Former Rambler watches Loyola advance to the NCAA Elite Eight.
With his team down by 12 points early in Thursday's NCAA basketball tournament game, former Loyola Ramblers player Norm Buxbaum, 88, has an even bigger concern than the Nevada Wolf Pack.
"I don't want the headline to read, 'Loyola loses to bingo,'" Buxbaum groans as the women involved in the weekly bingo game refuse to yield the only room with a big-screen TV. Buxbaum argues that "you can play bingo any night," while his Ramblers were playing in their first NCAA Sweet 16 game in 33 years. But the forced switch to a smaller TV in the employee lunchroom at Mather Place, a senior living residence in Wilmette where Buxbaum lives, proves lucky for Loyola.
"That-a-boy!" Buxbaum cheers as Loyola hits a clutch 3-pointer with 6.2 seconds left to propel Loyola to a 69-68 victory and an Elite Eight matchup Saturday. "What a game!"
Sixty-nine years ago, Loyola University's basketball team didn't have a lovable, 98-year-old, superstar nun sitting courtside with her own bobblehead. And its tournament games weren't on prime-time national television. But Buxbaum and his fellow Ramblers did provide some drama in the 1949 National Invitational Tournament.
"We upset Kentucky," remembers Buxbaum. After beating Cincinnati, Kentucky and Bradley, the Ramblers lost the 1949 championship game by a single point to the University of San Francisco.
"March Madness. I'm going crazy," says Buxbaum, who watches Thursday's game between Loyola and Nevada while wearing a 1963 Loyola jersey from the year the Ramblers won the championship.
"Slow it down. Take your time. Play your game," Buxbaum yells to the TV.
An All-City basketball star for Crane High School, Buxbaum was the ninth of 10 kids in his family and the only one who made it to college. His father, a tailor named Charles, immigrated to Chicago from Galicia, which has been part of Poland, Hungary, Ukrania and other Eastern European empires. His mother, Anna, came to Chicago from Lithuania.
Buxbaum's father, who maintained a large Victory Garden in their yard during World War II, was working in a tree when he fell and suffered injuries that soon led to his death. Buxbaum says his older brother Sol, who coached basketball at the park district, served as his father and got him interested in basketball.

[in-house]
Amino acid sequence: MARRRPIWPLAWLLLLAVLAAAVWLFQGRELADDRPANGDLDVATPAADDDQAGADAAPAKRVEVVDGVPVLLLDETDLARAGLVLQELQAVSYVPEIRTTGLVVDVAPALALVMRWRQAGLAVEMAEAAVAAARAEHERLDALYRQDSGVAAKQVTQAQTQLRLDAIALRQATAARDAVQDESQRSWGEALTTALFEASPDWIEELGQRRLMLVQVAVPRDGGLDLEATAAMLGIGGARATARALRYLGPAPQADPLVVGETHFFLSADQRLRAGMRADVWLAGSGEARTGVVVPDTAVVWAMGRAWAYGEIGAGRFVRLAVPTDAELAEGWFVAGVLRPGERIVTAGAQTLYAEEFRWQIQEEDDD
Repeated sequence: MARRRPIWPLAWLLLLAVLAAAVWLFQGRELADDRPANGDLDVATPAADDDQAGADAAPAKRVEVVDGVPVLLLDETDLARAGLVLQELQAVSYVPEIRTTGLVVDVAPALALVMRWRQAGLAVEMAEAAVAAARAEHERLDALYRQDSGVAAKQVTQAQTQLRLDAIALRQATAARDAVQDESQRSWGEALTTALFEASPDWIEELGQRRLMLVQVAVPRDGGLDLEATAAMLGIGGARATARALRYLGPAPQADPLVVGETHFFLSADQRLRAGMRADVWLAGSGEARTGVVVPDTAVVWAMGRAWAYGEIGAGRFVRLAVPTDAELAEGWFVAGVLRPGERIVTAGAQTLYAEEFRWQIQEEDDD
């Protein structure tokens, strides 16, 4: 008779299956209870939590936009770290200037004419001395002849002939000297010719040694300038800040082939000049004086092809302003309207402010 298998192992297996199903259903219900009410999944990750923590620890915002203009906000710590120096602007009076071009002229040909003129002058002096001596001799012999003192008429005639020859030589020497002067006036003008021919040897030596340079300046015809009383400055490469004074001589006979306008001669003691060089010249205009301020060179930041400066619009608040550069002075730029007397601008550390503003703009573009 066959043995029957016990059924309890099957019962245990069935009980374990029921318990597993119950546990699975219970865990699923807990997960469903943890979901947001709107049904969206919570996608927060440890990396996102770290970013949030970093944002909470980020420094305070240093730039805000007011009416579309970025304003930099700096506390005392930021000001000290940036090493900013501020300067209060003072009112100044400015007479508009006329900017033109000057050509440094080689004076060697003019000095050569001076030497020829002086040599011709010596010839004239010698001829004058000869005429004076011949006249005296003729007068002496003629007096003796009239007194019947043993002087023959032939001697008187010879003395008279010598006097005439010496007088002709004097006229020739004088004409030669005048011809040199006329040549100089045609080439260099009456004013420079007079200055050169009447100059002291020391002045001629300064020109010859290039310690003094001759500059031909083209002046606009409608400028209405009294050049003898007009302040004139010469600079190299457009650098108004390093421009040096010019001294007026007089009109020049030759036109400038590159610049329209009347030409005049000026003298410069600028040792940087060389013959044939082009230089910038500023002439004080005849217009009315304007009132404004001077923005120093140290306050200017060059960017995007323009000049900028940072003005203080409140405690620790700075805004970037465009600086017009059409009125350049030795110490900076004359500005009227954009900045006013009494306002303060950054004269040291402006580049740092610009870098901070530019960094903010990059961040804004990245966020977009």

"My best game was 42 points," Buxbaum remembers. "Another game, I had 27 out of our 34 points."
At Loyola, where he adjusted to coming off the bench, Buxbaum, a member of the Chicago Jewish Sports Hall of Fame, says he showed respect to the Catholic faith of his teammates, coaches and the Rev. Richard Tischler, who was the team's spiritual leader. Sister Jean Dolores-Schmidt, the nun with that role for this year's Ramblers, wasn't part of Loyola until 1991, when the all-female Mundelein College merged with the all-male Loyola.
"Before every game we prayed, and I use to say, 'What happens when we play Notre Dame?'" laughs Buxbaum, who was allowed dispensation from prayers and other Catholic rituals. "Many of them never knew what a Jew was."
The team also had two black players, and Buxbaum says hotels wouldn't let the black players in unless the entire team would threaten to leave. "When you've got a team, you play to win together," Buxbaum says.
A sergeant in the Army's 5th Regemental Combat Team during the Korean War, Buxbaum spent 11 months on the front line. After the war, he had a blind date with Elain Yarling at the Edgewater Beach Hotel, where the Ames Brothers sang "You You You." He proposed that night and every night until she said "yes" three days later. They celebrated their 50th wedding anniversary six months before she died from kidney issues on her 72nd birthday in 2006. Their son, Cary, lives in Northbrook, and daughter Andrea lives in Buffalo Grove. Buxbaum also has three grandsons and one granddaughter.
As much as he enjoys watching Loyola basketball, he also says his playing experience helped him build a chain of auto and muffler shops, teach at driving schools in Arlington Heights in Buffalo Grove, and take a job with the Cook County clerk's office, where he just retired at the end of last year.
"I've been working since I was 8," says Buxbaum, whose first job was delivering newspapers. "Sports taught me attitude and perseverance, and that's carried me through my life."